These paleo donuts encapsulate everything wrong with our diet culture.
I’m not knocking this particular product, which popped up in my Facebook feed as an ad. What really grinds my gears is its implied promise (much like the implied promise of those damn Snackwells cookies in the 90s—remember those?!): The promise that we can somehow cheat the system of healthy eating; that we can have our cake and eat it, too, or more literally, we can have our cake and lose weight, too.
The paleo diet has been all the rage for a few years, with its intriguing hypothesis we should return to a diet our ancestors ate in the Paleolithic era because our bodies are not adapted to eat the foods in our modern diet. The hypothesis is unproven, and in fact there is a huge body of research demonstrating the health benefits of many of the foods excluded by paleo dieters, including whole grains, beans, and even the much-maligned potato.
But one tenet of the paleo diet very much backed by science is cutting out excessive refined sugar. The American Heart Association set the top end of added sugar consumption (not the sugar that occurs naturally in WHOLE fruit, but the kind that is added to products) for adult women at 100 calories (25 grams) per day, and about 150 calories for men (36 grams).
The average American, however, consumes…wait for it…a whopping 500 calories of added sugar per day (126 grams). When you consider a 20-ounce soda contains nearly half of that amount (60 grams), and a Venti Caramel Macchiato contains more than 40 grams of sugar, it’s easy to see how quickly those numbers add up before you even pick up your fork or spoon.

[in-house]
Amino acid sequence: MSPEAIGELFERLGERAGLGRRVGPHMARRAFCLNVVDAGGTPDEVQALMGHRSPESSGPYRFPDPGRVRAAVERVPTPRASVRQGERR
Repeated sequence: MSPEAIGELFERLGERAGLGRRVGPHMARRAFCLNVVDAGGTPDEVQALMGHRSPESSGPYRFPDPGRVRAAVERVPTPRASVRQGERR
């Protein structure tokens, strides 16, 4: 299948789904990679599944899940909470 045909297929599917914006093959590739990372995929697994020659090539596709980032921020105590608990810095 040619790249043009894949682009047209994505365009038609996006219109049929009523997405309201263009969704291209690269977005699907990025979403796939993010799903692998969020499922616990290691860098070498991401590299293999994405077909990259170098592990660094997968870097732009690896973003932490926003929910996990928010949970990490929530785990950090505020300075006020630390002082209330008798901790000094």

So let’s get back to those paleo donuts. The ingredients in the Cinnamon Sugar variety in order of volume are almond flour, honey, coconut sugar, egg cinnamon, baking soda, salt, coconut oil.
The product has far fewer refined ingredients than the Frankenstein monster of a nutrition label on the commercial donut, so it certainly has that going for it.
But waaaay up there as the second and third ingredients are two forms of sugar.
One of these donuts, which look an awful lot like something my cat left behind in her box, contains 11 grams of sugar—just under a tablespoon. For a point of comparison, an Entenmann’s Cinnamon donut of similar size contains 13 grams of sugar—just over a tablespoon.
Your body may process honey and coconut sugar slightly differently than the straight up refined sugar in that Entenmann’s treat, but sugar under any other name is just as sweet.
Whether it’s honey, evaporated cane syrup, maple sugar, grape juice concentrate or any other of a zillion names, added sugar is added sugar is added sugar. It provides a rush of energy—useful if you’re about to go for a run or hit the gym; not so much if you’re about to Netflix binge—drives up blood sugar, contributes nutrition-free calories, and crowds out other healthful foods from your diet.
When you pick up a box of Entenmann’s, you are not under any misconception that you’re making a healthful choice. You know exactly what you’re getting into.
The company making paleo donuts, however, is marketing them to us with one of my least favorite terms ever: guilt free. They are banking on persuading you to feel like these pastries are, in fact, a health-promoting choice. There’s an implication that you can cheat the system with these sweets. They are implicitly sugar shaming while also being made of 20% sugar by weight.
If you love these paleo donuts, hey, have at ‘em! But make no mistake: They’re sweets.
I’m no sugar shamer: There’s room for sweets in a healthful diet! I encourage my clients to eat to fill their plates with real, fresh food and to treat treats as treats, being mindful of the frequency and the amount and not letting food marketing trick us into overindulging. Let’s not let diet culture or food marketers dictate when or whether we feel guilt for our food choices.
Need support navigating misleading marketing labels and an over complicated food system? Let’s meet for a consult!